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UW-Whitewater leaders share ways to reduce spending as budget concerns loom


Officials at UW-Whitewater shared examples Monday of how the university can save millions of dollars as it faces declining enrollment.

Chancellor Dwight Watson held his first State of the University address Monday. Much of the speech centered on budget concerns.

Watson on Jan. 23 announced preliminary plans to cut the university’s budget by $12 million over the next two years.

For the third year in a row, enrollment for the Whitewater campus went down, dropping 4.1%—from 12,084 students in 2018 to 11,586 in 2019, according to data from the fall semester.

Enrollment at the university’s Rock County campus in Janesville is down 11.6%—from 975 students in 2018 to 862 students this year.

Watson introduced three members of his cabinet to speak on how their respective divisions are working to cut expenses and increase revenue.

The administrative affairs division hopes to save $4 million in the current year and in 2021. It has met $2.2 million of its goal, said Grace Crickette, vice chancellor for administrative affairs.

The division has done so by increasing efficiency, absorbing and restructuring workload for faculty and staff and reorganizing service efforts, Crickette said.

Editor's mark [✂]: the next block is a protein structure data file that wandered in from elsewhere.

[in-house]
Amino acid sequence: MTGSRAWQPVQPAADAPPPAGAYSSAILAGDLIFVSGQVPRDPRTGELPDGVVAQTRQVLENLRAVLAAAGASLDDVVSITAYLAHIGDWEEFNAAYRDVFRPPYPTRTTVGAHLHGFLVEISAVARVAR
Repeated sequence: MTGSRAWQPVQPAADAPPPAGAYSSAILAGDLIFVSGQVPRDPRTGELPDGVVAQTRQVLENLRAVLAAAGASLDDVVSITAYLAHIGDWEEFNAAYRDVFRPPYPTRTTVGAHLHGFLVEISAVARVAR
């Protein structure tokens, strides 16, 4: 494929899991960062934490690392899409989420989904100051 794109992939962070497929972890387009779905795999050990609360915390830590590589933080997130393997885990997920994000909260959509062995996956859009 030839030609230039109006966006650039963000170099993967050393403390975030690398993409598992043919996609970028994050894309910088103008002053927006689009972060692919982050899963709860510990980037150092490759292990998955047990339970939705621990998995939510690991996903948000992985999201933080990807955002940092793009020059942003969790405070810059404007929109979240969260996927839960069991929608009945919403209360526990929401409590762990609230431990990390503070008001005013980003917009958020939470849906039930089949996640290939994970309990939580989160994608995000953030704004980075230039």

Efficiency and cost saving efforts include:

  • Reducing the number of fleet vehicles to save $243,000.
  • Repurposing furniture instead of buying new.
  • Implementing an online parking system that has generated $3,233 in revenue.
  • Using “green” cleaning and grounds initiatives to save $80,976.

The university’s Process Improvement Advisory Team has at least 20 projects in the works that could save $750,000 as it focuses on incremental changes to improve university processes, Crickette said.

Interim Provost Greg Cook said the university has to maintain its strength of having talented staff that provide students individualized attention.

Watson acknowledged the campus’ concern about potential layoffs or staffing cuts but did not give insight as to when or how layoffs could happen.

The university will spend $1.3 million in the coming year on strategies for attracting new students, Cook said.

New degree programs will be considered to attract students and increase revenue, Cook said.

UW-Whitewater in the fall will offer new degrees in business analytics, higher education leadership and communication.

The UW-Whitewater at Rock County campus is partnering with UW-Platteville to offer bachelor’s degrees in mechanical and electrical engineering, Cook said.

The UW System Board of Regents will vote this week to approve two new master’s degree programs for UW-Whitewater—cyber security, and instructional design and learning technology.

Not mentioned during Monday’s address was the Board of Regents upcoming vote to raise tuition for nonresident and graduate students.

The board on Friday will decide whether to allow a 1% to 3% increase in tuition for those groups of students, according to the Wisconsin State Journal.